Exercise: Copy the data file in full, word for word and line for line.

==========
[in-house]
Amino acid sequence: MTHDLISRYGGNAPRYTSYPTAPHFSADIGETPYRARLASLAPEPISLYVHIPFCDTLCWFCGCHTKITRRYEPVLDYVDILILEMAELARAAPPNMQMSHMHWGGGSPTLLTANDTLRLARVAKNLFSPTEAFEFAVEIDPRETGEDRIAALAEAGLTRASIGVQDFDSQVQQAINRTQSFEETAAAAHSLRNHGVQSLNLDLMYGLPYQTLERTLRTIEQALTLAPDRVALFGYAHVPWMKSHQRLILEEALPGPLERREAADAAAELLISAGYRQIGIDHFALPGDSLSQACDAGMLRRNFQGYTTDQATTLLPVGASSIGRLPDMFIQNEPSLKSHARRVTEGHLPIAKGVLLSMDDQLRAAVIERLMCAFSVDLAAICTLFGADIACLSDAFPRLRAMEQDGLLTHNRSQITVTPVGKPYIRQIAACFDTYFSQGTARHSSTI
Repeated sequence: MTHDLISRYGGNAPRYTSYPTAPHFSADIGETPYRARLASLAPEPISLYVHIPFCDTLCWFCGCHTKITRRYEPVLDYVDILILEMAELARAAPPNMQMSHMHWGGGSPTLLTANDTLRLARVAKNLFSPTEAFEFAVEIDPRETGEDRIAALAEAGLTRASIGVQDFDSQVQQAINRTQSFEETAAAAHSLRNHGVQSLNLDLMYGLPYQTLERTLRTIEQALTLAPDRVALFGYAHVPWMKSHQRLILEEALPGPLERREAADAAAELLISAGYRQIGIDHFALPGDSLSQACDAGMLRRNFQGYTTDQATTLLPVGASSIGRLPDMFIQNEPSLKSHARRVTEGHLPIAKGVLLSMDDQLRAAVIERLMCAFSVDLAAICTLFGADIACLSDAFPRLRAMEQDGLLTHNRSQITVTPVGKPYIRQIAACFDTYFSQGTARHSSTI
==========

[in-house]
Amino acid sequence: MTHDLISRYGGNAPRYTSYPTAPHFSADIGETPYRARLASLAPEPISLYVHIPFCDTLCWFCGCHTKITRRYEPVLDYVDILILEMAELARAAPPNMQMSHMHWGGGSPTLLTANDTLRLARVAKNLFSPTEAFEFAVEIDPRETGEDRIAALAEAGLTRASIGVQDFDSQVQQAINRTQSFEETAAAAHSLRNHGVQSLNLDLMYGLPYQTLERTLRTIEQALTLAPDRVALFGYAHVPWMKSHQRLILEEALPGPLERREAADAAAELLISAGYRQIGIDHFALPGDSLSQACDAGMLRRNFQGYTTDQATTLLPVGASSIGRLPDMFIQNEPSLKSHARRVTEGHLPIAKGVLLSMDDQLRAAVIERLMCAFSVDLAAICTLFGADIACLSDAFPRLRAMEQDGLLTHNRSQITVTPVGKPYIRQIAACFDTYFSQGTARHSSTI
Repeated sequence: MTHDLISRYGGNAPRYTSYPTAPHFSADIGETPYRARLASLAPEPISLYVHIPFCDTLCWFCGCHTKITRRYEPVLDYVDILILEMAELARAAPPNMQMSHMHWGGGSPTLLTANDTLRLARVAKNLFSPTEAFEFAVEIDPRETGEDRIAALAEAGLTRASIGVQDFDSQVQQAINRTQSFEETAAAAHSLRNHGVQSLNLDLMYGLPYQTLERTLRTIEQALTLAPDRVALFGYAHVPWMKSHQRLILEEALPGPLERREAADAAAELLISAGYRQIGIDHFALPGDSLSQACDAGMLRRNFQGYTTDQATTLLPVGASSIGRLPDMFIQNEPSLKSHARRVTEGHLPIAKGVLLSMDDQLRAAVIERLMCAFSVDLAAICTLFGADIACLSDAFPRLRAMEQDGLLTHNRSQITVTPVGKPYIRQIAACFDTYFSQGTARHSSTI